Anyone who has faced a production problem with a need to solve it by using production data can relate to the notion of a brain teaser. The brain teasers presented here are based on real-world situations encountered by workers in manufacturing environments. The brain teasers have three parts: (1) the situation, (2) available data or other supporting information and (3) questions that various workers need answered for continual improvement. Recommended solutions follow in the next issue and on the Web at Quality Online (www.qualitymag.com).
SituationIn her job as the supplier quality manager, Carmen monitors critical characteristics of incoming components and materials. She would like to accept incoming materials based on data provided by the supplier for all critical characteristics, but first she wants to verify that the measurement systems used by her company and the supplier give the same results. To verify the measurement systems, she has selected three suppliers for a pilot program. For each supplier, she has identified the specific materials or components along with the critical characteristics. The next step is to set up measurement studies on the critical characteristics. For each measurement study, Carmen and the supplier will agree on a set of samples. Then both the supplier and Carmen’s company will measure the critical characteristics for these samples. When the results from both sides agree, she will set up a plan to receive the materials based on data from the supplier.
Available DataResults from the first measurement study have been sent to Carmen. The component is a metal disk used in a subassembly and the critical characteristics are thickness and diameter. Each of 10 disks was measured twice by one technician from the supplier and by one technician at Carmen’s company. Data for the thickness values are summarized in the table, “Measurement Study Data for Thickness of a Metal Disk.”
Questions1. Do both the supplier and Carmen’s company have predictable measurement techniques?
2. What is the standard deviation (repeatability) of each measurement process?
3. Do the two measurement processes give similar results on the thickness values?
4. What actions do you recommend Carmen take based on the results of this measurement study?
Answers to December Brain TeaserThe sales group from Isaac’s company assures its customers that the assemblies of custom components are specially matched during assembly for better performance during use. The matching process is somewhat time consuming and Isaac wanted to know if it was worth the cost. He gathered data from a set of 15 inserts and sockets. Data on the socket bore and pin inside diameters along with data on the insert bore and pin outside diameter were available in a database. Also, the matched pairs of components were identified for the assembly. All of the data appeared in the December 2008 issue of Quality Magazine.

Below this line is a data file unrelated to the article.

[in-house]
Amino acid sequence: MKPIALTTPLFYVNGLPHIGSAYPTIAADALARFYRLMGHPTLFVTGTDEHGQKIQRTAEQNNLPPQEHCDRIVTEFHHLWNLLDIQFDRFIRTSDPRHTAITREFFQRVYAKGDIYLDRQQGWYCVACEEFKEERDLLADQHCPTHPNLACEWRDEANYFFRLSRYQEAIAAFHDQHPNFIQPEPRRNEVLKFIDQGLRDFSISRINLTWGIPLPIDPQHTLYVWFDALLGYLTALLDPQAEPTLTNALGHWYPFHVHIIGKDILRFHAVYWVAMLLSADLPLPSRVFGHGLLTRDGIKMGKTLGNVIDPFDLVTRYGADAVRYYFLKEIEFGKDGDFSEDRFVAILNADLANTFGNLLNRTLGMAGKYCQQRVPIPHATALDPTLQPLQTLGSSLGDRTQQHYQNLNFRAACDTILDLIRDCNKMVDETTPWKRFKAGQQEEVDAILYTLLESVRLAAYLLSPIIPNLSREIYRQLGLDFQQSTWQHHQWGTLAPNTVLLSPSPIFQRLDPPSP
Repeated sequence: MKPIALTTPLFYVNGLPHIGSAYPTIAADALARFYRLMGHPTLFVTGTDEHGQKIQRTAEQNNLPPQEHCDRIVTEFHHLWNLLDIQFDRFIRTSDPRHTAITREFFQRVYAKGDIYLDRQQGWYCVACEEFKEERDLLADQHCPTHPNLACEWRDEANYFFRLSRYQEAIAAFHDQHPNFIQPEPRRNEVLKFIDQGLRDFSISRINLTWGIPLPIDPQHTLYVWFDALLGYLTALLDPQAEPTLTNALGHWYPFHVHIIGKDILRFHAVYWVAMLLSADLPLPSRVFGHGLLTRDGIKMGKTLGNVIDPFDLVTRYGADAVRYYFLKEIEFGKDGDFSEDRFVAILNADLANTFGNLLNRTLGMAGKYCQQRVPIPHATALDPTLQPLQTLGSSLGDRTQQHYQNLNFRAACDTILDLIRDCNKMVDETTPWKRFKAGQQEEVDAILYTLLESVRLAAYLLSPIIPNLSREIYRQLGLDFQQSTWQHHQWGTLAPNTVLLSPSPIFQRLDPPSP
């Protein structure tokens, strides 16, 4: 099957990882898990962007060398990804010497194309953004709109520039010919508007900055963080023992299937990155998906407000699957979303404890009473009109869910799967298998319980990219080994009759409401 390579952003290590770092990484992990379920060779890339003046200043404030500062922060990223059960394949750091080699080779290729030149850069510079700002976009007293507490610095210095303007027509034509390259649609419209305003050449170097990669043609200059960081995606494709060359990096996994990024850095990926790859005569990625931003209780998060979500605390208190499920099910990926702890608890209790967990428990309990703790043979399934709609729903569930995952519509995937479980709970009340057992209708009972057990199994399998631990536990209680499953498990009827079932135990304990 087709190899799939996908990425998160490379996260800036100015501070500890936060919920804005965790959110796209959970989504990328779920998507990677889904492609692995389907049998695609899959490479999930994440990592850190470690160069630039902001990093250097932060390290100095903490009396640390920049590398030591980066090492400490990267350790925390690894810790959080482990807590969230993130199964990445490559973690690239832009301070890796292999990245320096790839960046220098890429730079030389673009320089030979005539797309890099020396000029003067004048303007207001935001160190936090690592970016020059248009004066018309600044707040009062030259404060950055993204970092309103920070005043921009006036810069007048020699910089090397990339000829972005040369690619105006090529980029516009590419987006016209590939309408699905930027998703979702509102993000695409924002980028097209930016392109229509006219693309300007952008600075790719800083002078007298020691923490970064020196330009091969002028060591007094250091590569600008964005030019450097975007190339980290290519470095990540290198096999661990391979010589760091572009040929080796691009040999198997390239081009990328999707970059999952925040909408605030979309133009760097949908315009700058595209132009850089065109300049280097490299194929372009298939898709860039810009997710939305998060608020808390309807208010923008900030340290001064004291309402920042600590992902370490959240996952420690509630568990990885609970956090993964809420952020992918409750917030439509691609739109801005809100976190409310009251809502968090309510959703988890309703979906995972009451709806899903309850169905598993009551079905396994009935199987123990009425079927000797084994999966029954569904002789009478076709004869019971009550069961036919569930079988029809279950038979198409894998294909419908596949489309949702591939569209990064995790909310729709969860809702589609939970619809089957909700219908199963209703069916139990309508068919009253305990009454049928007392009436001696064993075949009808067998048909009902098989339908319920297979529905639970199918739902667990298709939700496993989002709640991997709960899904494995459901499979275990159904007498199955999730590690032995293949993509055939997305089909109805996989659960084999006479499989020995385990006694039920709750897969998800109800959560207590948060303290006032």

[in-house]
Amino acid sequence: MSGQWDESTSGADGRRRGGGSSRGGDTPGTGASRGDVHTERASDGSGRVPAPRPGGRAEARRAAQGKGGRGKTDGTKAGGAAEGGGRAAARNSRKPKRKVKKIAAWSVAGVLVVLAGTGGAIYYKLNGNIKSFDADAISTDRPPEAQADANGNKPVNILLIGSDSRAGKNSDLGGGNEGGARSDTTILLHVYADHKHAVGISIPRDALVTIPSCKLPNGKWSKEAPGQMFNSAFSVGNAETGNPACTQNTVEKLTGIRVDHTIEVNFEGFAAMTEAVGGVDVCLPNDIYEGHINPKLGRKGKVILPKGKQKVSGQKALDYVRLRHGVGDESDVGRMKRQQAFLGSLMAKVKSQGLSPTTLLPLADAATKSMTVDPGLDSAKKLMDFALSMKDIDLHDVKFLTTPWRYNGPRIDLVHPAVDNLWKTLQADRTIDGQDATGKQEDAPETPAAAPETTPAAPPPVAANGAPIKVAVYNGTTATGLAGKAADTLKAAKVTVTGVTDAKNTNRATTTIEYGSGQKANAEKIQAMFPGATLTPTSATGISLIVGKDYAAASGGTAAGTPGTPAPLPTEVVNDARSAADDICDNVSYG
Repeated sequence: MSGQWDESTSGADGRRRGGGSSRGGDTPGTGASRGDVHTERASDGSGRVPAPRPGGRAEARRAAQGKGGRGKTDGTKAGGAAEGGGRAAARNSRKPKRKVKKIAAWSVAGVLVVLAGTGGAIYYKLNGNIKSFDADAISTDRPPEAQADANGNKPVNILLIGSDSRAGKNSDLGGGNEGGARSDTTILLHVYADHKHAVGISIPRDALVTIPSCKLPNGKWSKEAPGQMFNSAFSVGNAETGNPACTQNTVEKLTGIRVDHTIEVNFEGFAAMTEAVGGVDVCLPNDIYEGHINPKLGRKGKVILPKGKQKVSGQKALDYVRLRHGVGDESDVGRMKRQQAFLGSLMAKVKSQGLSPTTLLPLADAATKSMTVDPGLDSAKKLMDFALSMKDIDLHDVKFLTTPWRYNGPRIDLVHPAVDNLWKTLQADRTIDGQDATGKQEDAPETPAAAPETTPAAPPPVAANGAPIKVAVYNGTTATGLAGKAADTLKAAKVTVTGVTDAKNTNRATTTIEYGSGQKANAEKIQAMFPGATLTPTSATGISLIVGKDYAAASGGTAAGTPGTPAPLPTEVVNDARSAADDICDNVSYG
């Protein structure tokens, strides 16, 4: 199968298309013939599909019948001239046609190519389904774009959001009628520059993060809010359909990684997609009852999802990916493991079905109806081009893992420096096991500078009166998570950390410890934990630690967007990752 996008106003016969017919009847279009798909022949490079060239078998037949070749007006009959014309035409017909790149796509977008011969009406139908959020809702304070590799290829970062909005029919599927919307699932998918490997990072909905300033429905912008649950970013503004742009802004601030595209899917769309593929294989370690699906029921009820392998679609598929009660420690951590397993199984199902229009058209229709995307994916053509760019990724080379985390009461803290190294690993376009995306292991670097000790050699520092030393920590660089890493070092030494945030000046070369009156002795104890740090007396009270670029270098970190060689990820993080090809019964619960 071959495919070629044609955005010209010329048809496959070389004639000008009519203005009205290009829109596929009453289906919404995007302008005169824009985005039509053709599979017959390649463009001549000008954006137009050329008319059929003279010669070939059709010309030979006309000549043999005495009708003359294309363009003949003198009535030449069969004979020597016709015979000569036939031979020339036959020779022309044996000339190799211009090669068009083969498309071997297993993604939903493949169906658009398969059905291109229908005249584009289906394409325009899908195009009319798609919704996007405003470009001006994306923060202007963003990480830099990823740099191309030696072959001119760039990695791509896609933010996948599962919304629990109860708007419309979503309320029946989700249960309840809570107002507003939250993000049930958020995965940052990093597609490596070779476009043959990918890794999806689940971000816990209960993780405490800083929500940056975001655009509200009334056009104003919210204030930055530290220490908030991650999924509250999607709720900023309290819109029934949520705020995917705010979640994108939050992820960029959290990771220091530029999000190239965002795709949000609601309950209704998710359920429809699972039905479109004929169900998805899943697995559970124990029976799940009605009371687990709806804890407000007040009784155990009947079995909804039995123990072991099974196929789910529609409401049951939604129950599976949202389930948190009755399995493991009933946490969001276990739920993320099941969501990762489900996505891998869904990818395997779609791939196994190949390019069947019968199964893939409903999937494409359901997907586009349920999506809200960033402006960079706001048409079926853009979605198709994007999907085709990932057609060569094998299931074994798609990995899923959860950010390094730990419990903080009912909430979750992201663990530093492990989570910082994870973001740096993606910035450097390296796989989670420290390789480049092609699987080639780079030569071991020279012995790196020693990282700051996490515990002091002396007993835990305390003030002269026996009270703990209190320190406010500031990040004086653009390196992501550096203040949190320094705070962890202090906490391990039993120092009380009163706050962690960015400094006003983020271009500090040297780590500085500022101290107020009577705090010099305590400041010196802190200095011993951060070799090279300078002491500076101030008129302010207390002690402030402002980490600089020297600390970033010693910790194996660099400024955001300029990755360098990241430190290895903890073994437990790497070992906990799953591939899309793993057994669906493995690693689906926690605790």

Q: What is the process behavior of each dimension for the 15 sockets and inserts? Consider the data are in time order as presented.
A: On the socket, both the bore and the pin inside diameters behave predictably. The insert bore and pin outside diameters also have predictable behaviors. As an example, see the graph, “Individuals and Moving Range Chart for Insert Bore Outside Diameter.” The averages and standard deviations of each dimension are in the table, “Average and Standard Deviation for Socket and Insert Dimensions.”
An analysis of capability shows that all dimensions are capable of meeting the specifications, but the average for the socket pin inside diameter is too high and the Cpk is 0.745. For the other dimensions, the Cpk values are at least 1.4. See the graph, “Capability Analysis for Socket Pin Inside Diameter.”
Q: What is the behavior of the gaps for bore and pin for the matched components?
A: For the matched components, the bore gap has an average of 0.00377 with a standard deviation of 0.00017 and the pin gap has an average of 0.00621 with a standard deviation of 0.00018.
Q: What is the benefit of the matching process?
A: Using the matching process, both the bore gap and pin gap have the same averages, but the standard deviations are smaller. The bore gaps for the matched components should fall between 0.00326 and 0.00429 while the pin gaps for the matched components should fall between 0.00568 and 0.00674. If the gaps were the cause of a high defect level in the assembled components, the matching process could reduce the defect rate over random assembly. However, if the capability of the socket pin inside diameter were improved, random assembly of the components could yield acceptable gap values.